Group reading project helps freshmen make college transition, fosters sense of learning community
Through a common reading project, Ohio Northern University utilizes the power of the written word to connect with new students and further the learning community on campus. The endeavor, which began in 2013, involves freshman students reading a book and then discussing it during “transition experience classes” in the fall.
“We are looking to have a shared intellectual experience for students of various academic pursuits,” said Pat Croskery, director of ONU’s Honors Program and associate professor of philosophy. “The goal is to generate conversations and recognize how the themes are applicable to students across the academic spectrum.”
Students read the book during the summer. This year’s selection was “The Circle” by Dave Eggers.
“We look for a book that is relevant to students, and that is especially true with ‘The Circle,’ which involves areas such as business and computer science and also discusses topics such as privacy, health care and social media interaction,” Croskery said.
The reading project is first introduced to incoming students during summer orientation sessions and plays a role in preparing the students to make the most of their college experiences.
“We are looking to help facilitate the transition from high school to college as well as build connections between students in multiple academic disciplines and colleges,” Croskery said.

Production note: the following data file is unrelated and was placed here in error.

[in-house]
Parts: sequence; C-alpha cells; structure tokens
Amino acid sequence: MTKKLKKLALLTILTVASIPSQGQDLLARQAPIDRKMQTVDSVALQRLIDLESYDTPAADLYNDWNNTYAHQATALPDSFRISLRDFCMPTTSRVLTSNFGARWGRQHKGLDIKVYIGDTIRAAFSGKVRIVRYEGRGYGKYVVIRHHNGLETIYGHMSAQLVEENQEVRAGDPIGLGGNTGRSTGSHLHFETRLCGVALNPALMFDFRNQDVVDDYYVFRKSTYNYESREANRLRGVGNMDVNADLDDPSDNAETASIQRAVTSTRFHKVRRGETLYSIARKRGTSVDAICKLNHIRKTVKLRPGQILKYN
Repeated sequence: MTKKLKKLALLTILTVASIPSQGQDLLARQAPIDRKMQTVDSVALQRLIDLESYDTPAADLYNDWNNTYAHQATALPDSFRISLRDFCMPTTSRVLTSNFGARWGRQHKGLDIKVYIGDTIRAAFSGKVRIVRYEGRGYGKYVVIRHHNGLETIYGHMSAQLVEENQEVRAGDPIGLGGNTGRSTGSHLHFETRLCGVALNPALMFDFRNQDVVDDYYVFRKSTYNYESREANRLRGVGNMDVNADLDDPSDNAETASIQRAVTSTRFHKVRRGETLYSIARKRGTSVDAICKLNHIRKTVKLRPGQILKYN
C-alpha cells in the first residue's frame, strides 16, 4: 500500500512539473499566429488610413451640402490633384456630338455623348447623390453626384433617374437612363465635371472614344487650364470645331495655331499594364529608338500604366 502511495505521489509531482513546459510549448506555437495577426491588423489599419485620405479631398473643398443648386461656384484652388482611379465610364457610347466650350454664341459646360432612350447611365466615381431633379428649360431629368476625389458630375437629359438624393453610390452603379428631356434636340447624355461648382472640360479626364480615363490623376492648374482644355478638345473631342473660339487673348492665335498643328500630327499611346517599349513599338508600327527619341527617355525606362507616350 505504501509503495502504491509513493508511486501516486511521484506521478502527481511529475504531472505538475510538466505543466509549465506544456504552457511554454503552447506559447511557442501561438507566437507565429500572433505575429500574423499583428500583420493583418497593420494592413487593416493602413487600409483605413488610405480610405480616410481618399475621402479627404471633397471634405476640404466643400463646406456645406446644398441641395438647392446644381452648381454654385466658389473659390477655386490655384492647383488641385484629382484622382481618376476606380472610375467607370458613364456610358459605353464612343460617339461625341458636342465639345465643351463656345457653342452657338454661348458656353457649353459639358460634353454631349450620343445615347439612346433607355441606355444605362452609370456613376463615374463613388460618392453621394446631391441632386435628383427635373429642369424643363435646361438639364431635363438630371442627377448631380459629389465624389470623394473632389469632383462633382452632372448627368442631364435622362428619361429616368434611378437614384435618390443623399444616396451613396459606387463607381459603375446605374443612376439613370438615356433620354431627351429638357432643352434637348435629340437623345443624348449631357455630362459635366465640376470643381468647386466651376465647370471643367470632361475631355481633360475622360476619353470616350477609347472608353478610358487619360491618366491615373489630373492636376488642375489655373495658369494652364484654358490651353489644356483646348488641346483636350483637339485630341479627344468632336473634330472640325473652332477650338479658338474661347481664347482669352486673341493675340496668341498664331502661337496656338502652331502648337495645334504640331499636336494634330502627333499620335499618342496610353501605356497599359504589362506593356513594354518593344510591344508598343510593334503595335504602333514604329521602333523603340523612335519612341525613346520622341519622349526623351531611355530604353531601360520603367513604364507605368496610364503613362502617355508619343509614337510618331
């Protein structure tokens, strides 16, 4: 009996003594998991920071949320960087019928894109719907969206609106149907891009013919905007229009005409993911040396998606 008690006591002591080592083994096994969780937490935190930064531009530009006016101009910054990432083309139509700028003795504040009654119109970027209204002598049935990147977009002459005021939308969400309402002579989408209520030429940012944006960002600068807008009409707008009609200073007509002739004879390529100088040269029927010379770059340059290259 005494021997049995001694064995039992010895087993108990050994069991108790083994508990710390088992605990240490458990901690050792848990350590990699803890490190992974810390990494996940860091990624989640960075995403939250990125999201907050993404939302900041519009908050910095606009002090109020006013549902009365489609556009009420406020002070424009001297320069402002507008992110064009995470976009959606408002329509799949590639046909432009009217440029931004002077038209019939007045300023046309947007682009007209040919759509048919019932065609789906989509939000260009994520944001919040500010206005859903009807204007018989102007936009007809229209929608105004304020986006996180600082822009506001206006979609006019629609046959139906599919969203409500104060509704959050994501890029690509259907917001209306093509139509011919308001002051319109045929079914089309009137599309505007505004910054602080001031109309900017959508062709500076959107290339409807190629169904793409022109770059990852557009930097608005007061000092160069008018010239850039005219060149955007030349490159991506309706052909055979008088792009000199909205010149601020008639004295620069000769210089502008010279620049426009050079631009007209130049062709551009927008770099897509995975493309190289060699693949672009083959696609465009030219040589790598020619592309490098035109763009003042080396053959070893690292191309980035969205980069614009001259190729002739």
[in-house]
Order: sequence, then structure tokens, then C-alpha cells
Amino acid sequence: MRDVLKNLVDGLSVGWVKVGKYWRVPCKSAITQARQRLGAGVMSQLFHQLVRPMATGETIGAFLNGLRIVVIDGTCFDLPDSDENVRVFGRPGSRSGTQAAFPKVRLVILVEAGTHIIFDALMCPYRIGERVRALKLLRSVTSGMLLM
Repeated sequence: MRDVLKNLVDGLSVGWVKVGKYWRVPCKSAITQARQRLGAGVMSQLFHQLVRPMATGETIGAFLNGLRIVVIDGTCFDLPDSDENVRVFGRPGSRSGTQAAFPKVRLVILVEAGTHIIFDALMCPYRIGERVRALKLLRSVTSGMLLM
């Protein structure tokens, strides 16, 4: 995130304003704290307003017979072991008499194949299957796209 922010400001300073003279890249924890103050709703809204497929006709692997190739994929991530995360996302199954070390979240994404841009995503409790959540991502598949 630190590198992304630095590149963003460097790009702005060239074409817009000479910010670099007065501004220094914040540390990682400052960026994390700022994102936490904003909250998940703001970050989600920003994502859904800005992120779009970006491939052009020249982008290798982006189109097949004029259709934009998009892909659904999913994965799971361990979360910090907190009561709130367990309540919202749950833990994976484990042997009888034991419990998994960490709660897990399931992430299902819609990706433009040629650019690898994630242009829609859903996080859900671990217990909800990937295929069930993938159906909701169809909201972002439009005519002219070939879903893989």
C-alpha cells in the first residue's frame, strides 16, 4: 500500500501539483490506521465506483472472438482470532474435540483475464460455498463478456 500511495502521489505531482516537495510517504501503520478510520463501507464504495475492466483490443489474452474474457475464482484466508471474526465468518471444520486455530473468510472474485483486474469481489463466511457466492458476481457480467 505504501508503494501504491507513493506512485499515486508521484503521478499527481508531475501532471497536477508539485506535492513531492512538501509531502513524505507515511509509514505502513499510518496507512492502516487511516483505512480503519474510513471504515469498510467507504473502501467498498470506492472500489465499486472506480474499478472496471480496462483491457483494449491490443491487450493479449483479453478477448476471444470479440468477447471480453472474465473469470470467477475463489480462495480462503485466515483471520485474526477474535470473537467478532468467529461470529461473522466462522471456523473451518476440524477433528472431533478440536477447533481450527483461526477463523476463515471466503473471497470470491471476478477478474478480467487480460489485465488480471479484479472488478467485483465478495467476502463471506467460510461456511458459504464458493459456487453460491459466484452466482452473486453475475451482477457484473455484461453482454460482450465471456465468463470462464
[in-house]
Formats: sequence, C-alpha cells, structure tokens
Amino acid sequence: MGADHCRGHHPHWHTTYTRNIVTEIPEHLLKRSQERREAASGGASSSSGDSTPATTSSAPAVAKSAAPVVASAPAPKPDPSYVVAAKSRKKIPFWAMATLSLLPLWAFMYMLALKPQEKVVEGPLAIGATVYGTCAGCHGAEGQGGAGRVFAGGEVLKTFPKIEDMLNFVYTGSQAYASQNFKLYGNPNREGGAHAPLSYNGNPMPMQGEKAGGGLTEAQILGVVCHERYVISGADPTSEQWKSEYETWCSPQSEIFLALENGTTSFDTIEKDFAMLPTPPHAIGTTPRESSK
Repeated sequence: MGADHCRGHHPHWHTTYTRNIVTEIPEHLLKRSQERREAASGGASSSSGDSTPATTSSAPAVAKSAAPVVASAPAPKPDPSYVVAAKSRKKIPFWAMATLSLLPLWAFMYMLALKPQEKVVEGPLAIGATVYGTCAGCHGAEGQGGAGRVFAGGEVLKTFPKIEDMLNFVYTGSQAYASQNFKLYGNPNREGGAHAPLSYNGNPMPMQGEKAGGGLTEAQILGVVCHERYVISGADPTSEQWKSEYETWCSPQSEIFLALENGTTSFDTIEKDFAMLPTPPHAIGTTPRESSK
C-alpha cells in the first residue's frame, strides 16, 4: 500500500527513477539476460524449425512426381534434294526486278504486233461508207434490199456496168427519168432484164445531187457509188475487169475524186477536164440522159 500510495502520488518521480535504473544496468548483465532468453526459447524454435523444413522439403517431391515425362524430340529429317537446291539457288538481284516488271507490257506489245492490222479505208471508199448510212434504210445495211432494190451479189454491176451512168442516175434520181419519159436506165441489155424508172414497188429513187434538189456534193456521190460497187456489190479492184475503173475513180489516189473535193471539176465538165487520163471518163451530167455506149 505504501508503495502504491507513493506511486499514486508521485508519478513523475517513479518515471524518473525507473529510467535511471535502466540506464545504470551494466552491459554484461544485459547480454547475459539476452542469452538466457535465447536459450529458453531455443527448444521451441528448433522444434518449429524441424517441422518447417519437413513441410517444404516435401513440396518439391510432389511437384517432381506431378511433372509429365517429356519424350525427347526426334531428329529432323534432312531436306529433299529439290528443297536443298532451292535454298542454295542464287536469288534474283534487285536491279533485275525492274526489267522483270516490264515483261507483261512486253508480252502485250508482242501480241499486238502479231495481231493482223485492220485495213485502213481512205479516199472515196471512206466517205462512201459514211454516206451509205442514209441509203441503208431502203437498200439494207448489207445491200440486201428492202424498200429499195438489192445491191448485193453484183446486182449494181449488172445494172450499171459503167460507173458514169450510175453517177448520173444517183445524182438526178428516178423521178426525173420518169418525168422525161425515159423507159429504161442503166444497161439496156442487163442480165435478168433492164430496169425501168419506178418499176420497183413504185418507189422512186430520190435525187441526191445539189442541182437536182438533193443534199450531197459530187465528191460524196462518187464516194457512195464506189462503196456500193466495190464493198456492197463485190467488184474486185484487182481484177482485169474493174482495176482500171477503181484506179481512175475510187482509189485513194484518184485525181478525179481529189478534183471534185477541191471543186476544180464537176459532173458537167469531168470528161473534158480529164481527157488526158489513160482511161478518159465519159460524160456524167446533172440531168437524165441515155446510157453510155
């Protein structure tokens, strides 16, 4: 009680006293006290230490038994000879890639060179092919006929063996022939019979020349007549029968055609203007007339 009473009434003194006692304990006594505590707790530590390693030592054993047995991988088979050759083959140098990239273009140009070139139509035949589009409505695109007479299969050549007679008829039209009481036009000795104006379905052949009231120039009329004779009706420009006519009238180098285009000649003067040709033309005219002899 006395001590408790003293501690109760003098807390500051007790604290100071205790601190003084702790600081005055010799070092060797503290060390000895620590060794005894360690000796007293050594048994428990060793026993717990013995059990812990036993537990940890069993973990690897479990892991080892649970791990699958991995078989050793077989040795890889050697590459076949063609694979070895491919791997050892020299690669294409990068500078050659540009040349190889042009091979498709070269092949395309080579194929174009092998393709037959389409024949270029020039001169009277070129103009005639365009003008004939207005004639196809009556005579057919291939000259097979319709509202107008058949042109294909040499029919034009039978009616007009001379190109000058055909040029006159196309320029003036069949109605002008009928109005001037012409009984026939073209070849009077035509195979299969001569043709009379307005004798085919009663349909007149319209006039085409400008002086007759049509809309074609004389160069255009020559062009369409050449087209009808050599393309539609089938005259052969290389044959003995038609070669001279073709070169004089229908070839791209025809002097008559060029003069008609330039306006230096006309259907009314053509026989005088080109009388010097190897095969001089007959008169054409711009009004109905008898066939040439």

The book choice was made by ONU freshmen in the spring.
“Ohio Northern is a very bottom-up university, and this captures that spirit. In many ways, this effort has been generated at the ground level and is very student-focused,” Croskery said.
The transition experience classes vary by college, and the common reading project helps to maintain a common theme among all freshman students.
Croskery and others on campus have looked to take this reading project, which is used at other universities, and tailor it to the ONU educational experience.
“A unique aspect of ONU is that we combine professional studies with a robust liberal arts offering,” Croskery said. “Therefore, we have looked to tailor this reading project accordingly, so that students see the relevance of insights that pertain to various academic disciplines and career paths. The University recently joined the New American Colleges and Universities (NACU), and this project supports one of NACU’s focal points of developing an integrated learning environment.”